Basic templates

Now that we have some sample data to work with we can finally start creating the templates we need to get the site running.


For more information on what templates Ella uses and what context is passed in, see Views.


First we will create a template rendering a category: page/category.html. This is a default template that will be used for all categories if their specific template (one with their path) isn’t found. The two most important variables in the context we want to use is {{ category }} containing the Category model itself and {{ listings }} containing a list of Listing objects for that category ordered by publish_from and/or priority.

The basic template will look like:

<h1>Welcome to category {{ category.title }}</h1>
<p>{{ category.description }}</p>

{% for listing in listings %}
        <a href="{{ listing.get_absolute_url }}">{{ }}</a>
        {{|safe }}
{% endfor %}

That will render the category title, description and a list of objects published in that category. Upon accessing / you should then see the name of the category and the article you created in previous step.


{{ }} gives you access to the Publishable instance. It gives you an instance of Publishable even is the object can be a subclass, like (in our case) Article. This is done for performance reasons, but if you want the access to the actual object in it’s proper class, you can use {{ }} at the cost of an additional DB query.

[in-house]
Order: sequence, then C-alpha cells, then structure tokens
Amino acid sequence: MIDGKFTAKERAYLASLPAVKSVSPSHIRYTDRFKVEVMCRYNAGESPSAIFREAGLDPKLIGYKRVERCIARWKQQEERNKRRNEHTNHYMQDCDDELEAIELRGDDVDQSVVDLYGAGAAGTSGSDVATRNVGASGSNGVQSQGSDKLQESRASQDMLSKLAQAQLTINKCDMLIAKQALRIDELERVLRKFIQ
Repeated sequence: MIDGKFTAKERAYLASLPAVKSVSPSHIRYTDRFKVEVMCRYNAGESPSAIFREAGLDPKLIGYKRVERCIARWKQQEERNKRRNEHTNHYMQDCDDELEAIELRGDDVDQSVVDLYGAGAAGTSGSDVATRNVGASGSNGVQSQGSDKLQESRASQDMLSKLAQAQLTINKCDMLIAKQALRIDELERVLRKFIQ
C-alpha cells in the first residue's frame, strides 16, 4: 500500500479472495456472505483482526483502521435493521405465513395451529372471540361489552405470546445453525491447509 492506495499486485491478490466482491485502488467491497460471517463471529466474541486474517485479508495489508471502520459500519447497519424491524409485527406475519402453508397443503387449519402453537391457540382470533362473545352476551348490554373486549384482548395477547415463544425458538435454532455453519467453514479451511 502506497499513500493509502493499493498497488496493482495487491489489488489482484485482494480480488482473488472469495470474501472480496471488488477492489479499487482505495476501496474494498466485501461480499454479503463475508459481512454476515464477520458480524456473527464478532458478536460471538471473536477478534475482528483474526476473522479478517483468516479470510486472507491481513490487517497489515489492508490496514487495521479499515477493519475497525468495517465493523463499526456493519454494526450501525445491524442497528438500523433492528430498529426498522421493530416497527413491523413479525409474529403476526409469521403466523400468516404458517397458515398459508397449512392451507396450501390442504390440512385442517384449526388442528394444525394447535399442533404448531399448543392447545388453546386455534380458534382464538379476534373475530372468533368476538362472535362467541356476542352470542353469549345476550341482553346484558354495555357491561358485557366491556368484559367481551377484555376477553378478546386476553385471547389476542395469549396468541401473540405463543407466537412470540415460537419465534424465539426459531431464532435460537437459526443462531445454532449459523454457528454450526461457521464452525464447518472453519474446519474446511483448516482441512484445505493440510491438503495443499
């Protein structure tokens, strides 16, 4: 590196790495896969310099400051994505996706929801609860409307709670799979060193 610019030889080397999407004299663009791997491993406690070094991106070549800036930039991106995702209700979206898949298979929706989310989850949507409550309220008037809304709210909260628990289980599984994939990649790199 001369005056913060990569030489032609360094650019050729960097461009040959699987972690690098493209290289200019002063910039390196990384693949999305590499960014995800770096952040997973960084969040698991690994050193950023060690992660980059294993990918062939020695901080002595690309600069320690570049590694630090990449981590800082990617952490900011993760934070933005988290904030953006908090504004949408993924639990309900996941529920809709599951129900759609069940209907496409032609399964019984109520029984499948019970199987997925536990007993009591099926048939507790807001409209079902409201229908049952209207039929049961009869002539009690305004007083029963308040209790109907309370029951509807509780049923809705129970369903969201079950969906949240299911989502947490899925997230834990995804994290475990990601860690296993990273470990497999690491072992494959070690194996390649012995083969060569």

This template represents the archive, it gets the same context as page/category.html and the same code can be used. We will use the same code:

{% extends "page/category.html" %}


As with page/category.html, page/object.html is a fallback template that will be used for rendering any object if more suitable template isn’t found. In real life we will probably have different templates for different content types, but to verify the concept and get us started a simple template should be enough:

<h1>{{ object.title }}</h1>
<p>Published on {{ placement.publish_from|date }} in category: <a href="{{ category.get_absolute_url }}">{{ category }}</a></p>
{{ object.description|safe }}

This template will have access to the actual Publishable subclass instance (Article in our case), as opposed to page/category.html and page/listing.html which only gets instance of Publishable by default.

Error pages

By importing handler404 and handler500 in our, we turned over the control of error pages to Ella. This means that we need to create two additional templates: page/404.html:

<h1>Oops, nothing here</h1>

and page/500.html:

<h1>If you see this, let us please know how you did it, thanks!</h1>

Now that we have a set of rudimentary templates, we can try doing something useful with them.

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